We got to the Heidelberg train station and had to catch a bus to our hotel. I was in Heidelberg to work, so the hotel was not of my choosing. We were booked at the Heidelberg Holiday Inn and it was a way out of town. After checking in, we asked about a place to eat and the guy at the front desk told us, "There is one place-a Croatian reaturant about 3 blocks away." and he pointed out the door across the street to the woods. Oh, really? We took off, strolling down a sidewalk that wound through the trees and sure enough, there it was, Restaurant Makedonia. Not Croatian, but Macedonian food and it was incredible! We ate dinner there three nights in a row and every night marveled at how everything was perfectly cooked and how large the portions were. By the third evening, when we walked in the door, the waiters laughed. I was working with Army doctors and the first day was brutal...we met at 6:30 for breakfast, and after a short drive to the base we were working by 7:15. It was after 6 when we finished and I was exhausted when I got back to our room. Scott had been at the track all day with Lothar, who had driven down with Lukas from Cologne. We ate dinner at Makedonia and turned in early, as I expected the next day to be a copy of the first. Thankfully, we finished up around 1 in the afternoon, so when I returned to the hotel Scott and I took off to see "Old Heidelberg". What an afternoon. Strangely, Old Heidelberg felt so familiar. I kept thinking (and feeling) I had been there before. It was a dreary, drizzly day and we walked the cobblestone streets arm in arm, sometimes with our hoods pulled up, enjoying our time alone immensely. Our trip was coming to an end and we were trying to draw our time out.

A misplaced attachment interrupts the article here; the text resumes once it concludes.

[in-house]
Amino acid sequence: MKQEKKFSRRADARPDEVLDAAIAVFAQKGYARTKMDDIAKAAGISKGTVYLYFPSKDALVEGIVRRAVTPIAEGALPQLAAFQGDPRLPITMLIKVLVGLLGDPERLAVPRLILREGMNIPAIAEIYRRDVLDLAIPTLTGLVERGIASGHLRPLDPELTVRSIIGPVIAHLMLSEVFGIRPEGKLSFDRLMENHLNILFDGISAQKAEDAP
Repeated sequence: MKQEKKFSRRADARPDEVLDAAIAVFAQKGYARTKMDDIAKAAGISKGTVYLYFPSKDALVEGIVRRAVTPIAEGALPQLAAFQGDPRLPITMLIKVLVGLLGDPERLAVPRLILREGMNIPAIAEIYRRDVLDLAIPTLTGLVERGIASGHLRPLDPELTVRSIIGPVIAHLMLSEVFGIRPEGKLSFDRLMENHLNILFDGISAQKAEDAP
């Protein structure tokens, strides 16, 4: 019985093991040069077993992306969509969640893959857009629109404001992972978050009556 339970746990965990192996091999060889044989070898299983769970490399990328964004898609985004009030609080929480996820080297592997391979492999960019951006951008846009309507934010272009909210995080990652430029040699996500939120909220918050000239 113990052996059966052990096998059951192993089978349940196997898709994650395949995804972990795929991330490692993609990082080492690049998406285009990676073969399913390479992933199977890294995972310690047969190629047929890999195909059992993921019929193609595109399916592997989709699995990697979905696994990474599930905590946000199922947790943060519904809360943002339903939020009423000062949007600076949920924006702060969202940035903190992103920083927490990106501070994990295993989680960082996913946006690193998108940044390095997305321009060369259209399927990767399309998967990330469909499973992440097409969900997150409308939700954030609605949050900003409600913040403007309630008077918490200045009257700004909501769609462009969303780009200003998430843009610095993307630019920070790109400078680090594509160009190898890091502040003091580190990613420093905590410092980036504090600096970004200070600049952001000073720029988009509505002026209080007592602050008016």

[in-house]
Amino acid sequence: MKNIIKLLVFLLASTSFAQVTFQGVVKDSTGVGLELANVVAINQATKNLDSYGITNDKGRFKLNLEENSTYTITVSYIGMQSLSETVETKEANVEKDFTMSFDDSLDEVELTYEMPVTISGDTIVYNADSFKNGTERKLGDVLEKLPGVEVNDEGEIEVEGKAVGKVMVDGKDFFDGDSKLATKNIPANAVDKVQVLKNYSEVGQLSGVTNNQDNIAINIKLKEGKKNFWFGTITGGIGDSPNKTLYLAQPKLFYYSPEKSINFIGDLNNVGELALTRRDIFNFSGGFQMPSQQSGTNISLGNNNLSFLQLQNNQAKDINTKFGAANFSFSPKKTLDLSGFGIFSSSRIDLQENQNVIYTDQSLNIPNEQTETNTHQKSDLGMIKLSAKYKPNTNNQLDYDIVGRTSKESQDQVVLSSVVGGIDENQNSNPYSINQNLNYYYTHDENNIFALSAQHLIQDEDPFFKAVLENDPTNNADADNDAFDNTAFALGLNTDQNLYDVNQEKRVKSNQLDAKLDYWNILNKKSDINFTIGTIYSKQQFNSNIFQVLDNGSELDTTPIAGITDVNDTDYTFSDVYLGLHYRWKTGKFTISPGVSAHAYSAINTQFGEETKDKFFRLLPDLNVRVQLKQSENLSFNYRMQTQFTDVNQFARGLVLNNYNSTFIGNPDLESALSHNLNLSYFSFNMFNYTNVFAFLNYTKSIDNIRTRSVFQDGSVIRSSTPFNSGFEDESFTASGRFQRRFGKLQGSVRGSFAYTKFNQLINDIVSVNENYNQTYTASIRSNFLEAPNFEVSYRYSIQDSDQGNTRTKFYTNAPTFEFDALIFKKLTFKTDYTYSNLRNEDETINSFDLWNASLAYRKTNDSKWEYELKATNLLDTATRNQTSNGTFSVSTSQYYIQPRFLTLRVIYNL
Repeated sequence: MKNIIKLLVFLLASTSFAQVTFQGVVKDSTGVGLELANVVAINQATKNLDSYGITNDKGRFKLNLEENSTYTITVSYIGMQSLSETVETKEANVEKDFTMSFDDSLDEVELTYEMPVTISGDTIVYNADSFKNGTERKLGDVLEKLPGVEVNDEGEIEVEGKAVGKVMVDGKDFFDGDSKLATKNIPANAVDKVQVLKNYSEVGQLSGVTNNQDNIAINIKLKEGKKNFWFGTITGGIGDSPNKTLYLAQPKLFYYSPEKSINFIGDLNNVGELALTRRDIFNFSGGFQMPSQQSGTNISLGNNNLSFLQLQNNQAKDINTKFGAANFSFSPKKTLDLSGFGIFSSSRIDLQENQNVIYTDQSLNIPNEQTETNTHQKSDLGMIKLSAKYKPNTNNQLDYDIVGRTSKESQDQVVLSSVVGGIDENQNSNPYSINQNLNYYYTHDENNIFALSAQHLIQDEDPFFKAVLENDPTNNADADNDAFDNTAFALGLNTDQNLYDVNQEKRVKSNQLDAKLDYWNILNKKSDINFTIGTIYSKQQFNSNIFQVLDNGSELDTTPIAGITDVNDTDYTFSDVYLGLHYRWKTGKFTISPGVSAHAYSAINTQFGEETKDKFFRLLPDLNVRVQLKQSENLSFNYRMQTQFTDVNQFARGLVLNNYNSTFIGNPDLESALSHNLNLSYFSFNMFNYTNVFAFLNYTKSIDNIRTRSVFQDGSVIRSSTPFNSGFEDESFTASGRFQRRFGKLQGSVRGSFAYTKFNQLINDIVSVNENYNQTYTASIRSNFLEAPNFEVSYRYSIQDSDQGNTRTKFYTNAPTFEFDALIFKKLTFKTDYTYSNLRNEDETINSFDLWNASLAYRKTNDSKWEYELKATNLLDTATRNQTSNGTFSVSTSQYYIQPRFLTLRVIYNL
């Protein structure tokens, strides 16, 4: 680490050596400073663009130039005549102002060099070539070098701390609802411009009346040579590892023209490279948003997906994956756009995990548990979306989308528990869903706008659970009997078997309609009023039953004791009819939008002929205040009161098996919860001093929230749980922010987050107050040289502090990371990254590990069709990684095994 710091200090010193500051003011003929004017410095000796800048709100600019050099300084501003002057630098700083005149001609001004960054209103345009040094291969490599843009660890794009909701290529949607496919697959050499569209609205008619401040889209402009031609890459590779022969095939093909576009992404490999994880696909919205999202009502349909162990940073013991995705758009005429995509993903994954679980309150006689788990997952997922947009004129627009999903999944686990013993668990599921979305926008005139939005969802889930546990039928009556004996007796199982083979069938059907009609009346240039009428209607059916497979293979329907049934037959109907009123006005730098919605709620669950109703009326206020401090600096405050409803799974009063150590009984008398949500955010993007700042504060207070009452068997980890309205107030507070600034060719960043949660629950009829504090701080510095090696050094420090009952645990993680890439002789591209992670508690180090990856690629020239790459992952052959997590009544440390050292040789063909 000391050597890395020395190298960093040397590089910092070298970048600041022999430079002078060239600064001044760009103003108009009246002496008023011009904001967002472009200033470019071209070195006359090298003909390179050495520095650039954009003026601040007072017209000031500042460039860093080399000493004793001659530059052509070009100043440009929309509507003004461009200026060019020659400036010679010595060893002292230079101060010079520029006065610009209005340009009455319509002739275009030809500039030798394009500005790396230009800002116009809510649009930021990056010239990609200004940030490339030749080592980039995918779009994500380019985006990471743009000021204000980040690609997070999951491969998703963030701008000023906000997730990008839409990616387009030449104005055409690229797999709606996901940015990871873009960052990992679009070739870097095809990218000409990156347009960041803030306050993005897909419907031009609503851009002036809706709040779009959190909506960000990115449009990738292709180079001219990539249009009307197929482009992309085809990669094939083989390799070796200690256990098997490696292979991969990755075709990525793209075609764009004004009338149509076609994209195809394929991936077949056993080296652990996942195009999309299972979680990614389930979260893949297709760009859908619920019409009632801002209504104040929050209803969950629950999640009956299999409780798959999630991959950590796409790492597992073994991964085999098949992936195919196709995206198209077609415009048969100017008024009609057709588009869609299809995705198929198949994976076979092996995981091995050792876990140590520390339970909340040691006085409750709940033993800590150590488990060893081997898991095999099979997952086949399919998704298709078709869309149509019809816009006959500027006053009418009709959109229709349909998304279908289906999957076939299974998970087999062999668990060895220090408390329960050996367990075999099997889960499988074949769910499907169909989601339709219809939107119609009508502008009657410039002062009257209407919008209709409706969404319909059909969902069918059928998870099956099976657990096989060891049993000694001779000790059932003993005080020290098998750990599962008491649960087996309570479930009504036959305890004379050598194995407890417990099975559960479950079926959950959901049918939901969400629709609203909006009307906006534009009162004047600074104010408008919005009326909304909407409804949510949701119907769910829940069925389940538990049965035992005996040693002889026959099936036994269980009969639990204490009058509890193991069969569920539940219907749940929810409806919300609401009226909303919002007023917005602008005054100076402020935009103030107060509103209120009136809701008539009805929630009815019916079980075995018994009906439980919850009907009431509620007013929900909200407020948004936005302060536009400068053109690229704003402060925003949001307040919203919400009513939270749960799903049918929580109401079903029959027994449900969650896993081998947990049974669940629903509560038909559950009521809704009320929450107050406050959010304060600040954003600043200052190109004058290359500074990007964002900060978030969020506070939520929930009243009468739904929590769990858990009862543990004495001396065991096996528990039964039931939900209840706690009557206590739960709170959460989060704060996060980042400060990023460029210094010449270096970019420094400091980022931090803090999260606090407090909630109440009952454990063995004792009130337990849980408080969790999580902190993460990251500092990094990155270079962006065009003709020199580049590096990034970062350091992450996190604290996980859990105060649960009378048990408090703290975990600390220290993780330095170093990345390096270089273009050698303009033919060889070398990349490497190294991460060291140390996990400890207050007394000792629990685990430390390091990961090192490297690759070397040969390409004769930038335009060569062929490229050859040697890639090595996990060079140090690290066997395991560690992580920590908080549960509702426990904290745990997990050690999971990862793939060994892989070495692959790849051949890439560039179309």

The University Library